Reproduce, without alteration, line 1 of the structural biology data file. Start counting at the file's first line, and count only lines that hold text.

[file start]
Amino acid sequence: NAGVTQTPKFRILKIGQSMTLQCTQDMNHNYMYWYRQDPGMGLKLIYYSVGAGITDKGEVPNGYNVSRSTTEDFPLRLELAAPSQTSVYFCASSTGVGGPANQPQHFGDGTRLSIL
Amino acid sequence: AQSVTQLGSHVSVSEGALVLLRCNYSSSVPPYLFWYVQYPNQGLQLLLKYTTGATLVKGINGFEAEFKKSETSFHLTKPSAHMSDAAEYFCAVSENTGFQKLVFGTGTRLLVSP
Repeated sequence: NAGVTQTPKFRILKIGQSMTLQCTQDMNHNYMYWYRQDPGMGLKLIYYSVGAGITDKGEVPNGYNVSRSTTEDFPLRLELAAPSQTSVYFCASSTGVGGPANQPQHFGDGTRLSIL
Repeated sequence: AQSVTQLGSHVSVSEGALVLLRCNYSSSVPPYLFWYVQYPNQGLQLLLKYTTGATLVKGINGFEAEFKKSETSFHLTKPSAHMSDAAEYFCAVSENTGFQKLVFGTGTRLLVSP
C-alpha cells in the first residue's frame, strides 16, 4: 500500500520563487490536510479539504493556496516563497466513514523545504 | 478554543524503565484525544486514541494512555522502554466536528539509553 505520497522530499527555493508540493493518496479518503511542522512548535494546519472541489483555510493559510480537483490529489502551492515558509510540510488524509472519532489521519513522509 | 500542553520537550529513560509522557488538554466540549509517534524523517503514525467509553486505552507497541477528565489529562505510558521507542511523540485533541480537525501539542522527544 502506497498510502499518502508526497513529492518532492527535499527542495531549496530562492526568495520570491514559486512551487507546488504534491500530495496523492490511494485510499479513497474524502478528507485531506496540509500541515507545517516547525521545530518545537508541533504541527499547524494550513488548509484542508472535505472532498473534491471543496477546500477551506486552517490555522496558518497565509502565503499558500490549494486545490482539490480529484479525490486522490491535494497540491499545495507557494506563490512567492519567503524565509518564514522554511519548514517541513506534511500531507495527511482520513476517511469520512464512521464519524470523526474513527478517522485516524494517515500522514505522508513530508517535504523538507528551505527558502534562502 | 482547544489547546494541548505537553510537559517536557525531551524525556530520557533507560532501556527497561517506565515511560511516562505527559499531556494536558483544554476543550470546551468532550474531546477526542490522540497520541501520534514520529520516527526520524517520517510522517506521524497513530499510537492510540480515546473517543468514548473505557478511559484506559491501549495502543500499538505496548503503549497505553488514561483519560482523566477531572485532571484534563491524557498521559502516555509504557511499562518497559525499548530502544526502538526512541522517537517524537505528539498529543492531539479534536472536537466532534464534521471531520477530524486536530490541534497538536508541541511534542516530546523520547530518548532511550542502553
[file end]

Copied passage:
Amino acid sequence: NAGVTQTPKFRILKIGQSMTLQCTQDMNHNYMYWYRQDPGMGLKLIYYSVGAGITDKGEVPNGYNVSRSTTEDFPLRLELAAPSQTSVYFCASSTGVGGPANQPQHFGDGTRLSIL